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Say I had a program that identified what commonly used home folders were in use in a users home directory, and then allowed the user to remove and create home directories as he pleased.

This could be done very simply if your target audient spoke only english, however unfortunately that's not the case. So my program would be innefective to a large audience of people.

My question here is how would you go about identifying the folders that were active (taken foreign languages into account) and then doing the above?

I'm aware of xdg-user-dir and xdf-user-dirs-update and how they can handle the localization, and create them in the users own language, but using them seems to be problematic. My $HOME/.config/user-dirs.dirs file has many of the paths incomplete, and it's the same story for many other of my distributions in VM's, even though I have the folders and were created by xdg.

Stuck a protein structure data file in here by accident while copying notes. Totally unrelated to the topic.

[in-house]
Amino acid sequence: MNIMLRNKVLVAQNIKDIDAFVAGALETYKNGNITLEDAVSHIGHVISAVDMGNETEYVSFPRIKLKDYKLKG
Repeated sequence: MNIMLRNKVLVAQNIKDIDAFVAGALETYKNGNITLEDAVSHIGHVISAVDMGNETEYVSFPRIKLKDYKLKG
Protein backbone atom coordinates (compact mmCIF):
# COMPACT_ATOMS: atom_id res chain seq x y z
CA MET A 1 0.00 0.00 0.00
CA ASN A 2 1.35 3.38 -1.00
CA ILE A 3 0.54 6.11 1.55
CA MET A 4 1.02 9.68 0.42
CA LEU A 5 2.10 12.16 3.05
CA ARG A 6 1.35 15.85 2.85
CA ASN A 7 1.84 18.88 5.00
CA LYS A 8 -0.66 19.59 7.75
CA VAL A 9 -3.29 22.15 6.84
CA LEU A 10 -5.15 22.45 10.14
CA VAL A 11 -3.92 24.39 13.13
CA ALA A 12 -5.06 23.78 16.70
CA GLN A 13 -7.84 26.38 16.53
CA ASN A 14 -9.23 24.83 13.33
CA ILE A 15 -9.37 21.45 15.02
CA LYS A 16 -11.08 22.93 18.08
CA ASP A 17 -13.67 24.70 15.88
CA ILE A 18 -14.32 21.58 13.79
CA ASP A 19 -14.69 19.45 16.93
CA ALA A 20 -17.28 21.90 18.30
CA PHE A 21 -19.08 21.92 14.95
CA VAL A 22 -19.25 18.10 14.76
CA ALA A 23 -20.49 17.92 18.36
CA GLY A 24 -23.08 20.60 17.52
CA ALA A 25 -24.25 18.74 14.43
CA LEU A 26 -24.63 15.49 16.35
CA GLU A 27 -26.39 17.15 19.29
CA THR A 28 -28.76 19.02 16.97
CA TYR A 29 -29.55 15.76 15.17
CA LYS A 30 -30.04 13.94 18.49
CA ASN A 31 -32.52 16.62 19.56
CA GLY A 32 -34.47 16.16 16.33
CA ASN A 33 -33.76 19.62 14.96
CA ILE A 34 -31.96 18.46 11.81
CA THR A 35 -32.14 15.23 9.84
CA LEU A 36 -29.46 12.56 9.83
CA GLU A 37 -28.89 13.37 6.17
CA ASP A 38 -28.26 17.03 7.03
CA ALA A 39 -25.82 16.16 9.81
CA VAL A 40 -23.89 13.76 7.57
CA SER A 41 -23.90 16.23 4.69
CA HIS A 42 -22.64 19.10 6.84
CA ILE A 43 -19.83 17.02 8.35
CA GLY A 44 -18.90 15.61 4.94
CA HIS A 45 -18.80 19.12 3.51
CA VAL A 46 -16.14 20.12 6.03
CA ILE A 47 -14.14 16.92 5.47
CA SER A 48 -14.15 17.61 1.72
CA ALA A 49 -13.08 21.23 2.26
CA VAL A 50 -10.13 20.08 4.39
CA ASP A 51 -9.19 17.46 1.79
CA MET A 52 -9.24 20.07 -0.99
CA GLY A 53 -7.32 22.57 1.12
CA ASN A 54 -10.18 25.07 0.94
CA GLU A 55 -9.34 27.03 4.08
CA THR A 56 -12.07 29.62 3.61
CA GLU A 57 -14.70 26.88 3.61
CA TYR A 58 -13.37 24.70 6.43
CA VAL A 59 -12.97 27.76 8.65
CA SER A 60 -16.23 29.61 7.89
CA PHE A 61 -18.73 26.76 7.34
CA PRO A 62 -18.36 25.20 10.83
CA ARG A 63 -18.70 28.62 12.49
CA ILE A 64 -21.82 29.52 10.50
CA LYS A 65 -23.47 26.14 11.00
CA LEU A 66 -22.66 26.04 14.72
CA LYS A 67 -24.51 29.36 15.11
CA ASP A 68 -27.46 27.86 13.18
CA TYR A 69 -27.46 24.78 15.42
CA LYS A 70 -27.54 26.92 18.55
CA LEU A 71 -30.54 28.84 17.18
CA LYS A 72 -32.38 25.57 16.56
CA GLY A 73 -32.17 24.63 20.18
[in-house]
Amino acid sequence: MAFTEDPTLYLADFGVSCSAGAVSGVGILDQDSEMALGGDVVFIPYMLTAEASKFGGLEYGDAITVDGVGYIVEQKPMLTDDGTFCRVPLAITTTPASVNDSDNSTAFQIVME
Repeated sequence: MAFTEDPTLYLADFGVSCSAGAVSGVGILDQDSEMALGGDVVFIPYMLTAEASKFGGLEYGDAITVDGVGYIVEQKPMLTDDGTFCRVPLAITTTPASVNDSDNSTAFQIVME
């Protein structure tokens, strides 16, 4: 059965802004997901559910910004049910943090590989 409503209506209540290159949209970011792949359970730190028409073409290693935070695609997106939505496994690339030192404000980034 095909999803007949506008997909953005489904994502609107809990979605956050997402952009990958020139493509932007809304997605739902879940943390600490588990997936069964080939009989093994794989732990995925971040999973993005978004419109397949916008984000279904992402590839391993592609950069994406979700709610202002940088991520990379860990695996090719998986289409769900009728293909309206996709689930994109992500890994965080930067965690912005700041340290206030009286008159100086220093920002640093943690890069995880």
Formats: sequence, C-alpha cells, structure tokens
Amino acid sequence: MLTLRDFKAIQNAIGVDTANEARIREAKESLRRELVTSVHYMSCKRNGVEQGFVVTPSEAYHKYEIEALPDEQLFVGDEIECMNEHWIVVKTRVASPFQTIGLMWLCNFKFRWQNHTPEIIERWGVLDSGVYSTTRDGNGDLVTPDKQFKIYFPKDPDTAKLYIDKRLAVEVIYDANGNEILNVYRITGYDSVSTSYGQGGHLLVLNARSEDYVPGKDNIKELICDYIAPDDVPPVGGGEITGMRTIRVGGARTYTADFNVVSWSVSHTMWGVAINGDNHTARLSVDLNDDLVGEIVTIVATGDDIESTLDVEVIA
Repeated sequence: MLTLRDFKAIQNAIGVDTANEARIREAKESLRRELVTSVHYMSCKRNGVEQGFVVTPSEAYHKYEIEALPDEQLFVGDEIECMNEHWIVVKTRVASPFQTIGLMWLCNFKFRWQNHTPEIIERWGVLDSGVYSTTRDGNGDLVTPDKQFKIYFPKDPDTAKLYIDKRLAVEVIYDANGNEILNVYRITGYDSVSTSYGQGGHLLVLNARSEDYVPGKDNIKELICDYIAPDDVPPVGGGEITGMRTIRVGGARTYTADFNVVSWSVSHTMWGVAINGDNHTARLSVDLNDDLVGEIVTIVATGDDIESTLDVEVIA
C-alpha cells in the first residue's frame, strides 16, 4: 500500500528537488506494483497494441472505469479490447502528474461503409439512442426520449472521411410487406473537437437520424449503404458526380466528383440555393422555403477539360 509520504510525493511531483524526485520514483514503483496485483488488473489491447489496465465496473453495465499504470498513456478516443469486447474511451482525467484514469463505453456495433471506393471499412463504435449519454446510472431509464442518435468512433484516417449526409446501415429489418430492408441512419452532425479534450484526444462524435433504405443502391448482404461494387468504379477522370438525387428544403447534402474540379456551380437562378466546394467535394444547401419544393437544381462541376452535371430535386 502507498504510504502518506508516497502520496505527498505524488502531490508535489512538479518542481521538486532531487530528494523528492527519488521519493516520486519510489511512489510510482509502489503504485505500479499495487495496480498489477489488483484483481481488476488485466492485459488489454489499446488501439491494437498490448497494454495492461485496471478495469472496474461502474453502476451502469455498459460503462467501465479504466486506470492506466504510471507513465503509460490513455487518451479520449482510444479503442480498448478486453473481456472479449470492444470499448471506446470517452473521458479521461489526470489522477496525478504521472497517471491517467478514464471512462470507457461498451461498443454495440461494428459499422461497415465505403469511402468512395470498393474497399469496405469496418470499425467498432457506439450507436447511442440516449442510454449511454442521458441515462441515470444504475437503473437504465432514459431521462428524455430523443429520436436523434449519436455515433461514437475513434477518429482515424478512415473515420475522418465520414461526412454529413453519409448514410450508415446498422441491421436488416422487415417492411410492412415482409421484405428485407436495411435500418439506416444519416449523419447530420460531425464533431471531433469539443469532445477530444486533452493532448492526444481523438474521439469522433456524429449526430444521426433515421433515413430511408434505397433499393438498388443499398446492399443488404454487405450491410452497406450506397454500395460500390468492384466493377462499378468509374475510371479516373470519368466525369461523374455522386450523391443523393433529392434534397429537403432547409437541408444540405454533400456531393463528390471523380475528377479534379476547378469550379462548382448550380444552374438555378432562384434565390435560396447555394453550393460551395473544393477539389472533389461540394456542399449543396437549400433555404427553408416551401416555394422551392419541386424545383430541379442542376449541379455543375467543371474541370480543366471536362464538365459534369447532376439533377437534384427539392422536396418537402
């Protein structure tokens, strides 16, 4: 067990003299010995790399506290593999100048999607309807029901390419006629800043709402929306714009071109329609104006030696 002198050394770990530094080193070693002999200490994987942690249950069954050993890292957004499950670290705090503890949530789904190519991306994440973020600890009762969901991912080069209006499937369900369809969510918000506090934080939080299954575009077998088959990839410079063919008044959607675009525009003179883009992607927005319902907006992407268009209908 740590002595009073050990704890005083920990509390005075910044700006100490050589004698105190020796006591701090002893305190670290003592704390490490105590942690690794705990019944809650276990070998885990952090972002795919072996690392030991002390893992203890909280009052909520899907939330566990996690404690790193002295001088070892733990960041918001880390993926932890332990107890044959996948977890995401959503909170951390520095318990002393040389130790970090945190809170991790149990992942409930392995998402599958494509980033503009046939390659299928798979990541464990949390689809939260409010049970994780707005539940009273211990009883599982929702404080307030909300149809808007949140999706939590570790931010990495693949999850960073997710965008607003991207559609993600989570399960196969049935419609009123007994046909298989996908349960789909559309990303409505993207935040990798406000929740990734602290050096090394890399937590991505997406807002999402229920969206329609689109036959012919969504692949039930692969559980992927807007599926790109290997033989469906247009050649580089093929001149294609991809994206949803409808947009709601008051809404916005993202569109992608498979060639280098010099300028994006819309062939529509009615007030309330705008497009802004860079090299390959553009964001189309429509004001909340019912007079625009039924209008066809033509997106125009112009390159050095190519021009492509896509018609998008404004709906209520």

So, I can't figure out how to do this, without having a translation team translate the folders name and then checking the users locale and basing it that way. But surely there's a better way than this?

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What does localisation have to do with this? Changing your language settings won't change the path to the $HOME dir for a given user. –  Martijn Pieters Jan 16 '14 at 12:01
@MartijnPieters I'm talking about the commonly used home folders like Downloads, Documents, etc. Not the home directory path. –  josh Jan 16 '14 at 12:02
Then your terminology is confusing. You are talking about common directory inside a home directory, whose names may have been localized. There is no standard for that, that I am aware of. Not for the names or purposes of these directories, nor for how to detect their presence. –  Martijn Pieters Jan 16 '14 at 12:03
@MartijnPieters Depending on the linux installer that was used, the large majority of the time the folder names are translated into the users selected language. Now, I may be mistaken but I'm pretty sure that the tool usually used for this is xdg-user-dirs. I just can't figure out how to do this. There are utilities that do it, although I'm not aware of how, and I would prefer to not have to dig through their source code. –  josh Jan 16 '14 at 12:07
Perhaps pyxdg can help here? –  Martijn Pieters Jan 16 '14 at 12:51

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